Mike Cobb is involved in several offshore businesses and was recently instrumental in building a health clinic to bring primary health care to rural Nicaraguans. “I wouldn’t have the time to reflect or get involved as much if it weren’t for the ‘silly inexpensive’ cost of living here,” says Cobb. “Living here, we can easily afford housekeepers, gardeners and handymen. Not only do we have more time, but our stress is less, all our relationships better and we’re able to get involved in things that matter to us on a deeper level.”
Seeing and being around people who see and do things differently than you do Many expats told me that being around locals in places like Mexico, Ecuador, Panama, Belize and Nicaragua who had materially much less than they did helped them reinvent themselves for many reasons.
One is that this gave the expats more of an understanding for others who were not as fortunate. Another: When they saw these people seemed to be much happier than those they knew back home, it challenged their previous assumptions that more material goods make people happier. This caused them to reevaluate what made them happy (almost always to become less materialistic) and to gain new focus and dedication to that.
Dave Drummond, now based in Belize, has been working in international real estate development and international financial services for 14 years. If he had those careers in the U.S., he says, they would keep him cloistered among higher-echelon business investors and allow precious little interaction with anyone else. Not so for him in Belize.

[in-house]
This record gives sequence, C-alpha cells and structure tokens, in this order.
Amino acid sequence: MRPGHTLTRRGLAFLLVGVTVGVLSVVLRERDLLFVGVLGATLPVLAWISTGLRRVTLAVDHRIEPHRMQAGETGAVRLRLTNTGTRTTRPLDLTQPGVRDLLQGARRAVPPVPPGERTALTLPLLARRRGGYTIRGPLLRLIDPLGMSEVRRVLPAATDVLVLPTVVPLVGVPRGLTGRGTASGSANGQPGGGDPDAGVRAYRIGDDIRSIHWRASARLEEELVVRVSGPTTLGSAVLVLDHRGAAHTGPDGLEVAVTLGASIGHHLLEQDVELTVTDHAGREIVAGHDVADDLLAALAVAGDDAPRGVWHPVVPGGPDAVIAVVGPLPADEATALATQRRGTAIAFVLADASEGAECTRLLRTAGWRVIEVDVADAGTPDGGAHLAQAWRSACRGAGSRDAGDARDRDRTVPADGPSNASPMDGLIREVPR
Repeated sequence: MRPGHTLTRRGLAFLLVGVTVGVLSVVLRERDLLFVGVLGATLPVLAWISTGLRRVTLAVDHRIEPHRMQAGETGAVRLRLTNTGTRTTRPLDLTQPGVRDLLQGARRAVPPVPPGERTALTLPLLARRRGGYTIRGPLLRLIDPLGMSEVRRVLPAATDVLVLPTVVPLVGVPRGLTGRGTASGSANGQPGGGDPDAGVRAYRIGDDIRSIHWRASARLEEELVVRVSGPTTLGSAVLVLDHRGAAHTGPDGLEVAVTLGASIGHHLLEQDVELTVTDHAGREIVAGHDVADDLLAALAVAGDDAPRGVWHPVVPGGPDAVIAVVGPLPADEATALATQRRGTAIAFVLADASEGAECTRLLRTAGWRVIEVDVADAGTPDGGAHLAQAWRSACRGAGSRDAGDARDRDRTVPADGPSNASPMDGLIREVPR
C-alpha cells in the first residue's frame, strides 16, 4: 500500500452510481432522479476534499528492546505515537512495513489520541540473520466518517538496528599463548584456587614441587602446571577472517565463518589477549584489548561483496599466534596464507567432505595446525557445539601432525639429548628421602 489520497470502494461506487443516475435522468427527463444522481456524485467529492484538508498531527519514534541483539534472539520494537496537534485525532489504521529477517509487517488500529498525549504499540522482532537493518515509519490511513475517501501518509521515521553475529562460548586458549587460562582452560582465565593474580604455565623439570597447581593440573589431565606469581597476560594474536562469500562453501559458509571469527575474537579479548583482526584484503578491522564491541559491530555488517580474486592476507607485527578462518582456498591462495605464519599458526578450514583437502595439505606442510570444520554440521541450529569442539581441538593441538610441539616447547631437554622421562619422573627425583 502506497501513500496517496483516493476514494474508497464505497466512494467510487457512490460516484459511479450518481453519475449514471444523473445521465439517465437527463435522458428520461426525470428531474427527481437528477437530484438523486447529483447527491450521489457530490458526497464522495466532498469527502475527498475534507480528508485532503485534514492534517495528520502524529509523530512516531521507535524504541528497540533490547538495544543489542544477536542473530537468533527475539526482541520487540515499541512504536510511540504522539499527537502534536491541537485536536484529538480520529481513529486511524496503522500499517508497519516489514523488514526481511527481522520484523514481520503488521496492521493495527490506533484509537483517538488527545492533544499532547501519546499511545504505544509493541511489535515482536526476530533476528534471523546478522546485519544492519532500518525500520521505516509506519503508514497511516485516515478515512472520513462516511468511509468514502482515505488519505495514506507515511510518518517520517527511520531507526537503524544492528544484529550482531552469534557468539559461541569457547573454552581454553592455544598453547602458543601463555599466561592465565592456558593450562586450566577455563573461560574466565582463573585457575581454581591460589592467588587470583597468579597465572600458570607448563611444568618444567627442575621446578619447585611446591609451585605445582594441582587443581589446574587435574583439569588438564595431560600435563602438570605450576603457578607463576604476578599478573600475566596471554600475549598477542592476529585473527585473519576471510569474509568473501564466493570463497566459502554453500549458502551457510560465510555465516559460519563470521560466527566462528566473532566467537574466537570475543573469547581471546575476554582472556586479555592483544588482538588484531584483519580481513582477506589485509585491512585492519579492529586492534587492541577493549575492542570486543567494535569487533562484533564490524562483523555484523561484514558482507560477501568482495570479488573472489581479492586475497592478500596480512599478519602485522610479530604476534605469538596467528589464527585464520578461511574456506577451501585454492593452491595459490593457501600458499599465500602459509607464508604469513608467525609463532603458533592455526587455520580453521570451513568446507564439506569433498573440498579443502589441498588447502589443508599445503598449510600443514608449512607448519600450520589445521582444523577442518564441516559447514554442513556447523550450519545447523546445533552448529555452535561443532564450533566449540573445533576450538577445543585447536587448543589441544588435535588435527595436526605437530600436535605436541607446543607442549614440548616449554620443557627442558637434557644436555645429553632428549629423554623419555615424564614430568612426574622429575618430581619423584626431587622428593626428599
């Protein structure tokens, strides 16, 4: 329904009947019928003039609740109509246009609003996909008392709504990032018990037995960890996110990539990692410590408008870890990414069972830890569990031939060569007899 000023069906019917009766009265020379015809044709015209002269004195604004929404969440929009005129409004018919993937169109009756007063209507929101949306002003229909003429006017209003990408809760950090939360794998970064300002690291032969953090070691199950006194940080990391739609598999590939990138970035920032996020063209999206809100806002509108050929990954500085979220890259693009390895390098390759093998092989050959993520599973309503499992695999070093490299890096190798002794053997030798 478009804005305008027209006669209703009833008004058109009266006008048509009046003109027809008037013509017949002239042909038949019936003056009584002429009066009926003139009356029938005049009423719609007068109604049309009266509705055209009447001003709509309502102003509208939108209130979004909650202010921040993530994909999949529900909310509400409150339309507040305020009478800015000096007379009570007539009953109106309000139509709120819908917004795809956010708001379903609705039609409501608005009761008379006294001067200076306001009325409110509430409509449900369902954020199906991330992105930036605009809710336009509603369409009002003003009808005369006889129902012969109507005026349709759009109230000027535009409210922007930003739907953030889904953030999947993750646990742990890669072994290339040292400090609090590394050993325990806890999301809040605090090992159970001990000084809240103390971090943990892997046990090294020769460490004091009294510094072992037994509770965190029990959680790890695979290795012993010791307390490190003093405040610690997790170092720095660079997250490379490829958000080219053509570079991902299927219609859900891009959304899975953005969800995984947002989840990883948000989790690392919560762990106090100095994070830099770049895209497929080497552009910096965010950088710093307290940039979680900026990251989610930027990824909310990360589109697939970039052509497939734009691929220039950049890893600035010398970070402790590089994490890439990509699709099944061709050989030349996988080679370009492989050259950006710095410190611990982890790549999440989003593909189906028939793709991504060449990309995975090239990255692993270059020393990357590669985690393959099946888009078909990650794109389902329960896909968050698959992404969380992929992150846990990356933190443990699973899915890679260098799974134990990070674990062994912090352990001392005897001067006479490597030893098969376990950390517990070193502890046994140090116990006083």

Drummond related a story of watching a group of local children in Belize playing. “There were no parents, no babysitters, no one supervising; just young kids enjoying life with nary a care in the world. They were laughing, giggling, and shouting as children should while playing with nothing other than a simple ball and a stick. They didn’t have a gaming device, they didn’t have a tablet or any electronics at all. They only had what they could find and yet, they had more than they needed. They had the safety of the village, the simplicity of their game, and the freedom to enjoy having fun,” he said.
His conclusion: “It is not what you have that makes your life enjoyable; it is being able to do what you enjoy in life that does; a simple life concept I’m fortunate to be reminded of in Belize almost every time I walk out my office door.”
The Worst Reason for Moving Abroad
A common answer our expats give on our site to the question “What is the worst reason for moving abroad?” is: “To run away from something.” Moving abroad alone won’t reinvent you. You are the one who has to reinvent you.
If you really wanted to, you could do it from your home country, in the same house you’ve lived in for decades. Moving abroad just makes it a whole lot easier.
Chuck Bolotin is a vice president at Best Places in the World to Retire, which has more than 9,500 answers to questions about living abroad, provided by expats already there. He recently published his own family’s story, One Year on the Road and Living in Mexico — Adventures, Challenges, Triumphs, Lessons Learned.